For retired rancher Nancy Sorenson of Arvada, Wyo., Governor Mead misses the mark in his opposition to the Clean Power Plan.

"I'm not surprised Governor Mead doesn't approve of the EPA's Clean Power Plan," said Sorenson. "Granted, coal has been good for Wyoming. I'm also a retired teacher, and we've always had the benefit of having enough money for our schools, thanks to the economic push of the coal industry. I want the coal industry to continue in Wyoming, but I also want companies to follow the rules and clean up after themselves."

Sorenson says she sees issues where coal companies aren't keeping up with reclamation after a mine loses its vitality.

"Fifteen years ago, we got involved in the Powder River Basin Resource Council because there was going to be coal bed methane wells developed on our ranch," she said. "We wanted to have a voice in this issue because, like so many ranchers, we didn't have the funds to fight the development or at the very least voice our concerns about the development. The Powder River Basin Resource Council only represents 700-800 ranching families, but it represents the little guy when these coal companies come into town."

Over the course of the last 15 years, Sorenson says there have been 40-50 coal bed methane wells on their ranch.

"Our concerns have been when a larger company develops the wells and 'takes the cream' off of the mine — or drills them until they are economically invalid," she said. "Then instead of stopping and cleaning up the project and moving on as agreements have asked them to do, they sell the company to a smaller operator who doesn't necessarily have the money or the means to clean up, plug up the wells and reclaim the land. It seems to some of us that this is a good strategy for not having to reclaim these huge holes in the ground. Whether that's the corporation's intent or not, that's the reality of what is happening with some of these coal mines that slow down."

"I don't want to see coal miners lose their jobs, and I doubt the Wyoming coal industry is going to lose its demand because of this ruling," she added. "We just want to see things done properly and for coal companies to be mindful of the people impacted — both positively and negatively — by the mining business."

Shannon Anderson, Powder River Basin Resource Council organizer, says the Council supports the EPA's Clean Power Plan.

"We do support the Obama administration's actions to address climate change," she said. "We believe there will be benefits for the clean energy sector in Wyoming — particularly renewable energy like solar, wind, etc. We believe this rule will benefit livestock producers, as well. We aren't sure what's going to happen with this rule in court, so the best thing we can do is start studying our options. This is a very complicated proposal and its complexity impacts more than Wyoming as we export two-thirds of the energy produced here to other states."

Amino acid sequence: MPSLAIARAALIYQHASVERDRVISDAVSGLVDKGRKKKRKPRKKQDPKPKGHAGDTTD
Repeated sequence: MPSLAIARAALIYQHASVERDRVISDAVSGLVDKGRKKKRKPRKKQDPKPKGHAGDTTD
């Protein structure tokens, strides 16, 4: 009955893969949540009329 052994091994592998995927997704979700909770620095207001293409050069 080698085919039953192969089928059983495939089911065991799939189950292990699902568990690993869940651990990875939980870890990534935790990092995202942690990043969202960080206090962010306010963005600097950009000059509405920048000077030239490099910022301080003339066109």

In regards to Governor Mead fighting the Clean Power Plan, Anderson says she is glad the governor is evaluating the new rules thoroughly but disagrees with his position on the issue.

"We disagree with the governor on the science and the need for this rule, but as an organization, we believe action must be taken to address some of these environmental issues, and that's what the proposal tries to do."

Under EPA's plan, states will have until September 2018 to develop a state compliance plan that will meet the pollution reduction goals, with plans to start no later than 2022. Wyoming hasn't offered a state compliance plan as of yet, but neighboring Montana has laid out several possible scenarios for the state to implement.

In order to reduce carbon pollution, each state's plan will include methods to decrease the pollution from existing coal power plants; increase the amount of power generated from natural gas; increase power generated from renewable sources; and increase energy efficiency at the point of use, such as in homes and businesses.

According to the Powder River Basin Resource Council, Wyoming has one of the lowest pollution reduction targets in the nation. Under the new standards, all state goals fall in a range between 771 pounds per megawatt-hour (states that have only natural gas plants) to 1,305 (states that only have coal/oil plants). Wyoming's 2030 goal is 1,299 pounds of carbon dioxide per megawatt hour. EPA estimates that the Clean Power Plan has public health and climate benefits worth an estimated $34 billion to $54 billion per year in 2030, far outweighing the costs of $8.4 billion.

"I know that Wyoming is capable of meeting the goal set by the EPA," said Powder River Basin Resource Council chair Gillian Malone, in a recent press release. "And reducing our carbon pollution to safe and sustainable levels is really the only way forward. The plan has built-in flexibility that accommodates states like Wyoming, including the option of partnering with other states, which should make adoption of the plan relatively easy. We hope our state government can be creative and come up with a plan rather than choosing to fight the EPA."

Go back to article